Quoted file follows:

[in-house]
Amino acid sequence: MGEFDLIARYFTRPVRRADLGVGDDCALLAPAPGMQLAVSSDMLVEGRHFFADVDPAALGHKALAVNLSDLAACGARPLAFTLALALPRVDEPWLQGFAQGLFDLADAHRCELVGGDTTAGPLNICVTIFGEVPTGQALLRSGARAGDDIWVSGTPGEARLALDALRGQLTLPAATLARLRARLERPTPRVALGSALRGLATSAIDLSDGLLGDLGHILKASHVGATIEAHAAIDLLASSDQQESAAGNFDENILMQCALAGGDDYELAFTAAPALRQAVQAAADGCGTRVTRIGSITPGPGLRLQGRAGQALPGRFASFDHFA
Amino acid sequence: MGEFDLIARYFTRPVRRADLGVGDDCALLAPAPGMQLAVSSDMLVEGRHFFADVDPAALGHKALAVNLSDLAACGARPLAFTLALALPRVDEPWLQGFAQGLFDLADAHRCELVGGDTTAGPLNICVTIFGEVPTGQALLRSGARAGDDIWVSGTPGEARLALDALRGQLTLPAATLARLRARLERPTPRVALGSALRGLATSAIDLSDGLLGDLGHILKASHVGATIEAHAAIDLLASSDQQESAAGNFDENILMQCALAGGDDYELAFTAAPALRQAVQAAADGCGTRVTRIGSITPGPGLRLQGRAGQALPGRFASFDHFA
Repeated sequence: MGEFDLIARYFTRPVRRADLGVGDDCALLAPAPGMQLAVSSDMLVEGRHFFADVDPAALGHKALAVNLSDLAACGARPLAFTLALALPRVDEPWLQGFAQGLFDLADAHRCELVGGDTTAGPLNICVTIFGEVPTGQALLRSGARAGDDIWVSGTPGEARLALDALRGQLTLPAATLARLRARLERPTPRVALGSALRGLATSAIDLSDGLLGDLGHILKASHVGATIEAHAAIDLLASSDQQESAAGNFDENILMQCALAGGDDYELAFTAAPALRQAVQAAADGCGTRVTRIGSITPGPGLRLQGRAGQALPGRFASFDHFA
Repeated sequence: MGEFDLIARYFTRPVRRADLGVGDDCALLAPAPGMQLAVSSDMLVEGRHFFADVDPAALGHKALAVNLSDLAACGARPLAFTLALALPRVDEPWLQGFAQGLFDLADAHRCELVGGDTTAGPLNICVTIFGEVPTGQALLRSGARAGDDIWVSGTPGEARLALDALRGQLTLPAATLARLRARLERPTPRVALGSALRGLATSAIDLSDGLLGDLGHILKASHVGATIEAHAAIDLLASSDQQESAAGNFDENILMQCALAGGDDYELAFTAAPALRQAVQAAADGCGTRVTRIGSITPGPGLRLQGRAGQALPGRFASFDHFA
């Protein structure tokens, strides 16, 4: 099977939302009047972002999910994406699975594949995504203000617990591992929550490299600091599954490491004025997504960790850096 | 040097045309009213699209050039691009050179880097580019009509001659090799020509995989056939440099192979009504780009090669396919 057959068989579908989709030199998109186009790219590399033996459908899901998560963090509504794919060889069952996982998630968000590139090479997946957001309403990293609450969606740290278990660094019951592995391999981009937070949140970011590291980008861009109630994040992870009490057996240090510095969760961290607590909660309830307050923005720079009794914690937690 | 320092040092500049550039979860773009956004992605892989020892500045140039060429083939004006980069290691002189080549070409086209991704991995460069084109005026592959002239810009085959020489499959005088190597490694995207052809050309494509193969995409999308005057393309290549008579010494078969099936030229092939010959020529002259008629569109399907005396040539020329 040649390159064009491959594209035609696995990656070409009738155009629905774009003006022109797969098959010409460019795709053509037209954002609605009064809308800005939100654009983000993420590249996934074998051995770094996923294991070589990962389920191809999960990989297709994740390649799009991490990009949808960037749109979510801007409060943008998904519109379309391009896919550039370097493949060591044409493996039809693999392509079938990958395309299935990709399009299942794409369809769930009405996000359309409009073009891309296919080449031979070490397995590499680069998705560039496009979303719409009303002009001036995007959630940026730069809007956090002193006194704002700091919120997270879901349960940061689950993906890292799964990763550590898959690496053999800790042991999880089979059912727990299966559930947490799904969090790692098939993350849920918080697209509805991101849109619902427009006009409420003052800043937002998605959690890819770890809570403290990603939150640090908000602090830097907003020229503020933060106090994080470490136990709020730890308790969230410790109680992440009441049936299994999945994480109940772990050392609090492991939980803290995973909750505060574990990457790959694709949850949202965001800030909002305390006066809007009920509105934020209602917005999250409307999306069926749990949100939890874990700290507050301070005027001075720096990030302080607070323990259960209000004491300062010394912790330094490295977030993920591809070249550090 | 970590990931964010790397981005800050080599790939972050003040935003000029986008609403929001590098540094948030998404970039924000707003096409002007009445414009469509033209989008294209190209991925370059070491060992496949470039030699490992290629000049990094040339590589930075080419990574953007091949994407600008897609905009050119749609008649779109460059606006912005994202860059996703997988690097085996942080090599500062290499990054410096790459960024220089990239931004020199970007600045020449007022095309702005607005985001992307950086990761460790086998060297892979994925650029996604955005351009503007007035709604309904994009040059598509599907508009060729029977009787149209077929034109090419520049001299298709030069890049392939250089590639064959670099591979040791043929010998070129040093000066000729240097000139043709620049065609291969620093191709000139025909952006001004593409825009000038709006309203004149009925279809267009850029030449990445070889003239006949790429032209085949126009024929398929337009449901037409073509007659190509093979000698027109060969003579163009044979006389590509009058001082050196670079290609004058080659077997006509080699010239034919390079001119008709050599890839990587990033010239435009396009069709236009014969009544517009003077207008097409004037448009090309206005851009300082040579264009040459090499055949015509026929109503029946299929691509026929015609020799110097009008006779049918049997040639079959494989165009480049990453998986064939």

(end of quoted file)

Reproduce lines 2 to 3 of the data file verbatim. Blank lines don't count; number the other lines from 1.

Amino acid sequence: MGEFDLIARYFTRPVRRADLGVGDDCALLAPAPGMQLAVSSDMLVEGRHFFADVDPAALGHKALAVNLSDLAACGARPLAFTLALALPRVDEPWLQGFAQGLFDLADAHRCELVGGDTTAGPLNICVTIFGEVPTGQALLRSGARAGDDIWVSGTPGEARLALDALRGQLTLPAATLARLRARLERPTPRVALGSALRGLATSAIDLSDGLLGDLGHILKASHVGATIEAHAAIDLLASSDQQESAAGNFDENILMQCALAGGDDYELAFTAAPALRQAVQAAADGCGTRVTRIGSITPGPGLRLQGRAGQALPGRFASFDHFA
Amino acid sequence: MGEFDLIARYFTRPVRRADLGVGDDCALLAPAPGMQLAVSSDMLVEGRHFFADVDPAALGHKALAVNLSDLAACGARPLAFTLALALPRVDEPWLQGFAQGLFDLADAHRCELVGGDTTAGPLNICVTIFGEVPTGQALLRSGARAGDDIWVSGTPGEARLALDALRGQLTLPAATLARLRARLERPTPRVALGSALRGLATSAIDLSDGLLGDLGHILKASHVGATIEAHAAIDLLASSDQQESAAGNFDENILMQCALAGGDDYELAFTAAPALRQAVQAAADGCGTRVTRIGSITPGPGLRLQGRAGQALPGRFASFDHFA